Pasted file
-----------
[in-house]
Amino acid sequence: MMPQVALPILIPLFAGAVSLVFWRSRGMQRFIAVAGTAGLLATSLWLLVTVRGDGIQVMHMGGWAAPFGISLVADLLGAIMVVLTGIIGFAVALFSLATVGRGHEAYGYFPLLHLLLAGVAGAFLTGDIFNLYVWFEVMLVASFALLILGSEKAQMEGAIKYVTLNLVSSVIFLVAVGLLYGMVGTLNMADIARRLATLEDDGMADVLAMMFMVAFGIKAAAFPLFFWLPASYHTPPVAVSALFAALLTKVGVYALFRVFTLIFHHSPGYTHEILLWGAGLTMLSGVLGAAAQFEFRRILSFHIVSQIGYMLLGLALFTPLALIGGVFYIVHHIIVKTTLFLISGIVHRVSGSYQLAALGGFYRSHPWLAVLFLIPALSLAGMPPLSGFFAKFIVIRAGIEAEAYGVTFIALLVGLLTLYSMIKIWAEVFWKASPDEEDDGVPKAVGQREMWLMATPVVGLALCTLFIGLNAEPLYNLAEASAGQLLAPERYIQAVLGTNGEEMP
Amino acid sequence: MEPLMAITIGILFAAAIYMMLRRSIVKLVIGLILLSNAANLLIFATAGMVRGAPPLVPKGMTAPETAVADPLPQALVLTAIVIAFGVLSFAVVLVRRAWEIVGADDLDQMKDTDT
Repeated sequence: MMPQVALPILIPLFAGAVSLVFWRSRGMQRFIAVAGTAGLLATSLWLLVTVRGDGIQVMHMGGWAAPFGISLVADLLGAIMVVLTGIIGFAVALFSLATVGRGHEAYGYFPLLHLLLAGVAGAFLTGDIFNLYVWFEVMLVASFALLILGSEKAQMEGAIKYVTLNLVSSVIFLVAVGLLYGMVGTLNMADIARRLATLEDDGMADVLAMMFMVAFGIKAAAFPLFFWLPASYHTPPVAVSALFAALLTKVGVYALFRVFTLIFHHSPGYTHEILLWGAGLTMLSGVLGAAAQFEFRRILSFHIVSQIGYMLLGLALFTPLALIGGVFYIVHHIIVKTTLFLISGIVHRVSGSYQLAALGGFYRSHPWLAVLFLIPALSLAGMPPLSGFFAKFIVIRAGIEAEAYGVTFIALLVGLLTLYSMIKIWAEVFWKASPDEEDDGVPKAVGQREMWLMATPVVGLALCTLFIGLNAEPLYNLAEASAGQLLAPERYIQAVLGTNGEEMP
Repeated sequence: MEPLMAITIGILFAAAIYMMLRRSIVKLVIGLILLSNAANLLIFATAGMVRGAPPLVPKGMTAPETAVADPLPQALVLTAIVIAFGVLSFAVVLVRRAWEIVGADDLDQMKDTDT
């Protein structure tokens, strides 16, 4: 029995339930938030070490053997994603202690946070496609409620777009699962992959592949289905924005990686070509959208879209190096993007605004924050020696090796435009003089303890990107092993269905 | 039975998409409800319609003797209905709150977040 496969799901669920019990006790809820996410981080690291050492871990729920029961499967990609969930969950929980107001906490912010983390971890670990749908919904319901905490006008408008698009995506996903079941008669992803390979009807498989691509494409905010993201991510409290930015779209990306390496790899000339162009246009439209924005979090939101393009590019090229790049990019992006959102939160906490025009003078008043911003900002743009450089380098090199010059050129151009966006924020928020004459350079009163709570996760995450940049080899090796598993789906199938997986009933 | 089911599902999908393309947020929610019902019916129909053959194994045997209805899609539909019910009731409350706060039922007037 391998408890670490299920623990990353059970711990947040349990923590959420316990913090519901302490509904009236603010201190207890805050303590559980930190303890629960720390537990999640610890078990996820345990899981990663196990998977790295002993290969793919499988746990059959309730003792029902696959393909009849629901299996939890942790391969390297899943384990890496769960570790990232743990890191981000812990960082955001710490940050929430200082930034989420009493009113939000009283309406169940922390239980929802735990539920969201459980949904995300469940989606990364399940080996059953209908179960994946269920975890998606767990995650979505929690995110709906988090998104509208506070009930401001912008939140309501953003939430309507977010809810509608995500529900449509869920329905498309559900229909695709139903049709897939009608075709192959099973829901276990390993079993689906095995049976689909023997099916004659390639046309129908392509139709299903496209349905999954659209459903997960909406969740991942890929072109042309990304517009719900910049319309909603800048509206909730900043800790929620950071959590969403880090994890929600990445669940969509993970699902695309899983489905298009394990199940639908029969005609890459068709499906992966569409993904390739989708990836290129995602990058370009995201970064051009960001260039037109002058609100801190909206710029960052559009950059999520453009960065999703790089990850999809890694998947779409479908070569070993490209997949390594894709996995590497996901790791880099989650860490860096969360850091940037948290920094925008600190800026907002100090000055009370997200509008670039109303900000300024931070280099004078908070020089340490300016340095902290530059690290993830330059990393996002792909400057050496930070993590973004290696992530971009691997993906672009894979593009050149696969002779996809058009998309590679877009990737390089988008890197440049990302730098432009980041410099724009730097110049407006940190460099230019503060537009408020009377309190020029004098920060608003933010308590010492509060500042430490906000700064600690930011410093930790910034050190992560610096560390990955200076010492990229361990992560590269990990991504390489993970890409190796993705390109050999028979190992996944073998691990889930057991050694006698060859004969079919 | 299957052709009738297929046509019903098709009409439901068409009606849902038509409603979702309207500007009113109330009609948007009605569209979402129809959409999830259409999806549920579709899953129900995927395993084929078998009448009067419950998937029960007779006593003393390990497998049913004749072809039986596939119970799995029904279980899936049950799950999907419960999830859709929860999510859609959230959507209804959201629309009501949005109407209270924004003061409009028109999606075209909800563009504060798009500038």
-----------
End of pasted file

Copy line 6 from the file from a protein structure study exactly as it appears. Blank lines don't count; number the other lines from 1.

């Protein structure tokens, strides 16, 4: 029995339930938030070490053997994603202690946070496609409620777009699962992959592949289905924005990686070509959208879209190096993007605004924050020696090796435009003089303890990107092993269905 | 039975998409409800319609003797209905709150977040 496969799901669920019990006790809820996410981080690291050492871990729920029961499967990609969930969950929980107001906490912010983390971890670990749908919904319901905490006008408008698009995506996903079941008669992803390979009807498989691509494409905010993201991510409290930015779209990306390496790899000339162009246009439209924005979090939101393009590019090229790049990019992006959102939160906490025009003078008043911003900002743009450089380098090199010059050129151009966006924020928020004459350079009163709570996760995450940049080899090796598993789906199938997986009933 | 089911599902999908393309947020929610019902019916129909053959194994045997209805899609539909019910009731409350706060039922007037 391998408890670490299920623990990353059970711990947040349990923590959420316990913090519901302490509904009236603010201190207890805050303590559980930190303890629960720390537990999640610890078990996820345990899981990663196990998977790295002993290969793919499988746990059959309730003792029902696959393909009849629901299996939890942790391969390297899943384990890496769960570790990232743990890191981000812990960082955001710490940050929430200082930034989420009493009113939000009283309406169940922390239980929802735990539920969201459980949904995300469940989606990364399940080996059953209908179960994946269920975890998606767990995650979505929690995110709906988090998104509208506070009930401001912008939140309501953003939430309507977010809810509608995500529900449509869920329905498309559900229909695709139903049709897939009608075709192959099973829901276990390993079993689906095995049976689909023997099916004659390639046309129908392509139709299903496209349905999954659209459903997960909406969740991942890929072109042309990304517009719900910049319309909603800048509206909730900043800790929620950071959590969403880090994890929600990445669940969509993970699902695309899983489905298009394990199940639908029969005609890459068709499906992966569409993904390739989708990836290129995602990058370009995201970064051009960001260039037109002058609100801190909206710029960052559009950059999520453009960065999703790089990850999809890694998947779409479908070569070993490209997949390594894709996995590497996901790791880099989650860490860096969360850091940037948290920094925008600190800026907002100090000055009370997200509008670039109303900000300024931070280099004078908070020089340490300016340095902290530059690290993830330059990393996002792909400057050496930070993590973004290696992530971009691997993906672009894979593009050149696969002779996809058009998309590679877009990737390089988008890197440049990302730098432009980041410099724009730097110049407006940190460099230019503060537009408020009377309190020029004098920060608003933010308590010492509060500042430490906000700064600690930011410093930790910034050190992560610096560390990955200076010492990229361990992560590269990990991504390489993970890409190796993705390109050999028979190992996944073998691990889930057991050694006698060859004969079919 | 299957052709009738297929046509019903098709009409439901068409009606849902038509409603979702309207500007009113109330009609948007009605569209979402129809959409999830259409999806549920579709899953129900995927395993084929078998009448009067419950998937029960007779006593003393390990497998049913004749072809039986596939119970799995029904279980899936049950799950999907419960999830859709929860999510859609959230959507209804959201629309009501949005109407209270924004003061409009028109999606075209909800563009504060798009500038």